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Applications of Smartphone Seismic Data for Rapid Structural Health Assessment
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  • Sarina Patel,
  • Qingkai Kong,
  • Selim Gunay,
  • Richard Allen
Sarina Patel
University of California Berkeley

Corresponding Author:saricpatel@gmail.com

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Qingkai Kong
UC Berkeley
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Selim Gunay
UC Berkeley
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Richard Allen
Univ California Berkeley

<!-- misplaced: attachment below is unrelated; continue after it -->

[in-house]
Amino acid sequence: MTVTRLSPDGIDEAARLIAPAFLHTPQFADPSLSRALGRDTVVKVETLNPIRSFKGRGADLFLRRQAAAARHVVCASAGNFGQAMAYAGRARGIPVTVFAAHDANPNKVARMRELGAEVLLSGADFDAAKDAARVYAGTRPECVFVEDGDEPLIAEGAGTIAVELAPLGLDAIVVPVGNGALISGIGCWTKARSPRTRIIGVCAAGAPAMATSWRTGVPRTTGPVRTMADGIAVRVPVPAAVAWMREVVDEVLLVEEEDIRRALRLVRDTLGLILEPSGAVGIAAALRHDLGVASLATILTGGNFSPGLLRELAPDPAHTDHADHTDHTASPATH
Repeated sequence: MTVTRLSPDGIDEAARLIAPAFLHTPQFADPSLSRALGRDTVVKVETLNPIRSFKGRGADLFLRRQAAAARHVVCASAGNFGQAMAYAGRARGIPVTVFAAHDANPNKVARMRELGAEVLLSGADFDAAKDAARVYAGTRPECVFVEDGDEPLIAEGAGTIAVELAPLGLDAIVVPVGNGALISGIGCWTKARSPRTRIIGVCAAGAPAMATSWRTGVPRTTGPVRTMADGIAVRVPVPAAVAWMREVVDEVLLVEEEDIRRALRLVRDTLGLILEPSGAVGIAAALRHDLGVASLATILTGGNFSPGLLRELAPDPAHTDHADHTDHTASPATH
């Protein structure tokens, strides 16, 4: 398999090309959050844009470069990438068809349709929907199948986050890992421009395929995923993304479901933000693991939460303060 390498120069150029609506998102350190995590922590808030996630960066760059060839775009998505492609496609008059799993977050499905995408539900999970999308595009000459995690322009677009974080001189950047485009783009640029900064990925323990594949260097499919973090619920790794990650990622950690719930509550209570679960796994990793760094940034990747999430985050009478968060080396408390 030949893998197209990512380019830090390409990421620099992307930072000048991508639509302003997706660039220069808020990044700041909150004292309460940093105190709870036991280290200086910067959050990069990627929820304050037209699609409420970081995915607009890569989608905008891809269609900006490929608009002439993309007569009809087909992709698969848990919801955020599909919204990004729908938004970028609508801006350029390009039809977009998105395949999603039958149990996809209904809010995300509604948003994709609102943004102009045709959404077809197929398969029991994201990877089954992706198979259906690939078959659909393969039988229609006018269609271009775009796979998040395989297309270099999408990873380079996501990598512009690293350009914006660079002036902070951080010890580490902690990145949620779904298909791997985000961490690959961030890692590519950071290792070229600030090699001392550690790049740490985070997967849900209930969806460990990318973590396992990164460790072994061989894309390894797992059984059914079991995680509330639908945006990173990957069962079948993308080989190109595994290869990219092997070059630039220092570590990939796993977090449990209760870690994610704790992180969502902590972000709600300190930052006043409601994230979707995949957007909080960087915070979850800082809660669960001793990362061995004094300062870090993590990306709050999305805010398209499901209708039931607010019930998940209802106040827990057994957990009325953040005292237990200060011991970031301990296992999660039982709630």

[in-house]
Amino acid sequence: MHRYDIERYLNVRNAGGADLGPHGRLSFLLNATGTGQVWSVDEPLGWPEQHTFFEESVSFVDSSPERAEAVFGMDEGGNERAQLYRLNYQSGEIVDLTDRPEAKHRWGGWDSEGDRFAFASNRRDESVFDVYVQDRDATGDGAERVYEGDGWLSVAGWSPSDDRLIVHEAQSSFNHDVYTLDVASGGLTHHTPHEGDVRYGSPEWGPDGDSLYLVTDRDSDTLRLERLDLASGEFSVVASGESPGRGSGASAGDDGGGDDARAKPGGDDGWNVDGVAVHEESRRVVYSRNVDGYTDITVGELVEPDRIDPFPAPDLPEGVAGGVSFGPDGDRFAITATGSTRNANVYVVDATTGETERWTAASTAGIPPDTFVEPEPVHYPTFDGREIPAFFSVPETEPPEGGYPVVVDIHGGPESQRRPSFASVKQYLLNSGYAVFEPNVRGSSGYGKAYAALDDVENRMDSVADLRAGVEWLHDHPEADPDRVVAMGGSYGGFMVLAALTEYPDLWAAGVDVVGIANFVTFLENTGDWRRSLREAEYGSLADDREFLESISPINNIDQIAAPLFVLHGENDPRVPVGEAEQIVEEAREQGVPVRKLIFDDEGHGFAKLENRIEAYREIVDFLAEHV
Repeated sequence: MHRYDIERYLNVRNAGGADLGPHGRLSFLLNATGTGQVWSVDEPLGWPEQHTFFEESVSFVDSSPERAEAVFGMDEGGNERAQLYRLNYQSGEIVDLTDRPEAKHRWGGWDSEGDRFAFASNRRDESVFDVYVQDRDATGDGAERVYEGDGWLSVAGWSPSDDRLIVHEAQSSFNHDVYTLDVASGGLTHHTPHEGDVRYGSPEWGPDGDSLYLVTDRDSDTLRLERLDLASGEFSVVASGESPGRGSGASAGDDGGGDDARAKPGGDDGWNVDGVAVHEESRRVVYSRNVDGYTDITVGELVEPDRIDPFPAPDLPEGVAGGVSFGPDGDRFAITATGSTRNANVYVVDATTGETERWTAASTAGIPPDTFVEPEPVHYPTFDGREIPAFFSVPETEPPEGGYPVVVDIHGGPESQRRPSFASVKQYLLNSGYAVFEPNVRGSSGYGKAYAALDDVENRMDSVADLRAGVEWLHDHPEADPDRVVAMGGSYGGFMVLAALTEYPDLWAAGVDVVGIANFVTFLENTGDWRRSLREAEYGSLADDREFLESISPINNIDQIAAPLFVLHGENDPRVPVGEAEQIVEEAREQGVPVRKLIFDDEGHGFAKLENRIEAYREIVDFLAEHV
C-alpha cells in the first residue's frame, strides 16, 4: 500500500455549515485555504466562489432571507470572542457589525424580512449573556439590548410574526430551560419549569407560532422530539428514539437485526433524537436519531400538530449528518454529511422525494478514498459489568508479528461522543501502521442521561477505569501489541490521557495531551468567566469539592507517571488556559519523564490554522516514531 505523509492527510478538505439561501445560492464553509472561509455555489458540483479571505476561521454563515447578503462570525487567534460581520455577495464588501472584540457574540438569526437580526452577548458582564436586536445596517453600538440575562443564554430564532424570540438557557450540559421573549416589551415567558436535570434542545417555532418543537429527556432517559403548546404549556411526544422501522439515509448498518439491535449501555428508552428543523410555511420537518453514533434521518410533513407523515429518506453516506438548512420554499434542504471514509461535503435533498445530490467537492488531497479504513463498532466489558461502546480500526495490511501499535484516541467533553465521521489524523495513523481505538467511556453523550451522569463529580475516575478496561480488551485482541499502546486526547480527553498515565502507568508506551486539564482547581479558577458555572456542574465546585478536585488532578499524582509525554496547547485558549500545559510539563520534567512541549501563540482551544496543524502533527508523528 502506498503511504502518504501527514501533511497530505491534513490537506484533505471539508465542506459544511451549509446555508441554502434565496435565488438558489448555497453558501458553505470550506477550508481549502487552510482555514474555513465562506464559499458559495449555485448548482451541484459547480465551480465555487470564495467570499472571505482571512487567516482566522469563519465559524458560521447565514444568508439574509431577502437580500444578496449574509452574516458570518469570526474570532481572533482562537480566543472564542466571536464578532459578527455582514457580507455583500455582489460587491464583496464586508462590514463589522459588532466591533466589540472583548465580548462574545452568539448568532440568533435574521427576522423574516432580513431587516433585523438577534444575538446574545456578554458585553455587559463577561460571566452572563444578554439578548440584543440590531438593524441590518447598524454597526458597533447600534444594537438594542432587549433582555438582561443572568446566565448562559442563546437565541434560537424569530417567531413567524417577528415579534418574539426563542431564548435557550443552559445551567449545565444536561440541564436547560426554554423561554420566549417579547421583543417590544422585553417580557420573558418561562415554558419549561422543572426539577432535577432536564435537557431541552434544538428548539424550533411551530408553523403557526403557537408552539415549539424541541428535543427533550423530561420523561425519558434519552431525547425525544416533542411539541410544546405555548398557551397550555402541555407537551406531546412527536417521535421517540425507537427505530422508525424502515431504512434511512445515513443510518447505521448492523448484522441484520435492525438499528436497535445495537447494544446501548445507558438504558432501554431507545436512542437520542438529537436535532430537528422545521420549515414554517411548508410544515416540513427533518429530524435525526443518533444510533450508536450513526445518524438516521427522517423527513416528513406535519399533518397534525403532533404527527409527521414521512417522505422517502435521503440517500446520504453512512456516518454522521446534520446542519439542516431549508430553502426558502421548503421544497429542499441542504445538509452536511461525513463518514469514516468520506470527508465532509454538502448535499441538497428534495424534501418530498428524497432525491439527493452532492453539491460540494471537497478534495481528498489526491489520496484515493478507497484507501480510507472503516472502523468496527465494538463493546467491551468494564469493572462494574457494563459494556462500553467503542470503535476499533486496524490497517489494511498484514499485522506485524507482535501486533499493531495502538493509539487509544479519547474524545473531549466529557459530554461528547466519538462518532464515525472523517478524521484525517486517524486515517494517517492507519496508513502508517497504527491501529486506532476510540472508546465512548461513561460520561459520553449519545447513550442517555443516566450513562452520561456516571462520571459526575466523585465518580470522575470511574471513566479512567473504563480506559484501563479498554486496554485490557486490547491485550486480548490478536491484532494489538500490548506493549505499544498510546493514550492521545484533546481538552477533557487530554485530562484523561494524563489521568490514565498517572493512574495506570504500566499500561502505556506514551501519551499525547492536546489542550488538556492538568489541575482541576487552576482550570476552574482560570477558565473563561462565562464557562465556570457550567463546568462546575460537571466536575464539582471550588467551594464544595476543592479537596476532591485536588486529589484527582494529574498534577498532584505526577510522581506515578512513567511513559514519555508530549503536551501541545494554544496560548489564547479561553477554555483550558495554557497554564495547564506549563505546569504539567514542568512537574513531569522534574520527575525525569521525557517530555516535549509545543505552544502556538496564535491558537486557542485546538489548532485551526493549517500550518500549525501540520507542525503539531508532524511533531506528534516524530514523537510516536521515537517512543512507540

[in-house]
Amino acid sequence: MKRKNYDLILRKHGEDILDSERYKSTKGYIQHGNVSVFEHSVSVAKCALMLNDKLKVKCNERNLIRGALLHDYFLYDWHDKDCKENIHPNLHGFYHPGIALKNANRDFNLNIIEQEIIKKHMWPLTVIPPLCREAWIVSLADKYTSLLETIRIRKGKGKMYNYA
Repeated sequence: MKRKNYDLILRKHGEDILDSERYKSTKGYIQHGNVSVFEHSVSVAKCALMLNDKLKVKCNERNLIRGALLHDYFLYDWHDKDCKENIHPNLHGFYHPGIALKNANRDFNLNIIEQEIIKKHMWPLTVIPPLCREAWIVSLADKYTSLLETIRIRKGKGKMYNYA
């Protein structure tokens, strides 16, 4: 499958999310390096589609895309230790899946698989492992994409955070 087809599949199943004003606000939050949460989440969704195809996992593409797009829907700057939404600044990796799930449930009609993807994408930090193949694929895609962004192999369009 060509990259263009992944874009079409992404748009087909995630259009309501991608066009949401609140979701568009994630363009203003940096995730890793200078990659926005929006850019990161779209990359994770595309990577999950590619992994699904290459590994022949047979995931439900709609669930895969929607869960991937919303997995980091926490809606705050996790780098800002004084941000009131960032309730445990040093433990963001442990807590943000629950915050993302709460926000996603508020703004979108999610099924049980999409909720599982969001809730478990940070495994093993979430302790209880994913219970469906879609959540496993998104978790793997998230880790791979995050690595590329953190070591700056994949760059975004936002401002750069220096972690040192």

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The citizen science app, MyShake, represents a new source of global seismic data that can be provided with much higher density sampling than a traditional seismic network, and at a relatively low cost. Because phones are most frequently located in buildings, the signals they record include structural response information in addition to ground shaking. This work explores the capabilities of MyShake as a remote damage detection tool within the field of structural health monitoring. There are several common, empirically determined parameters, such as modal frequency and inter-story drift, which characterize buildings and their response to shaking. Structural damage causes these values to deviate from their ‘healthy’ baseline. Using data collected during smaller excitations, we aim to generate a database of healthy values for buildings in which MyShake users live and work. Then, when a significant earthquake occurs, data from the mainshock and aftershock coda seismic records can be analyzed to detect deviation from this baseline, permitting a rapid, remote diagnosis of damage that could provide critical information to engineers on the ground. To gauge the expected capabilities of MyShake while the system is still relatively new, we compile a database of waveforms collected by the Center for Engineering Strong Motion Data (CESMD), which has instrumented buildings across California. Available CESMD data spans several years, building types, and earthquake magnitudes. After ‘downgrading’ these data to emulate the quality of waveforms collected by MyShake, we determine how big and how close an earthquake needs to be to excite buildings so that key structural health parameters can be determined. These data also inform our expectations for the range of values that typify each building type and size, permitting a gauge for the reasonableness of our results from true phone data. Demonstrative examples from this CESMD-based database in addition to real MyShake examples will be presented.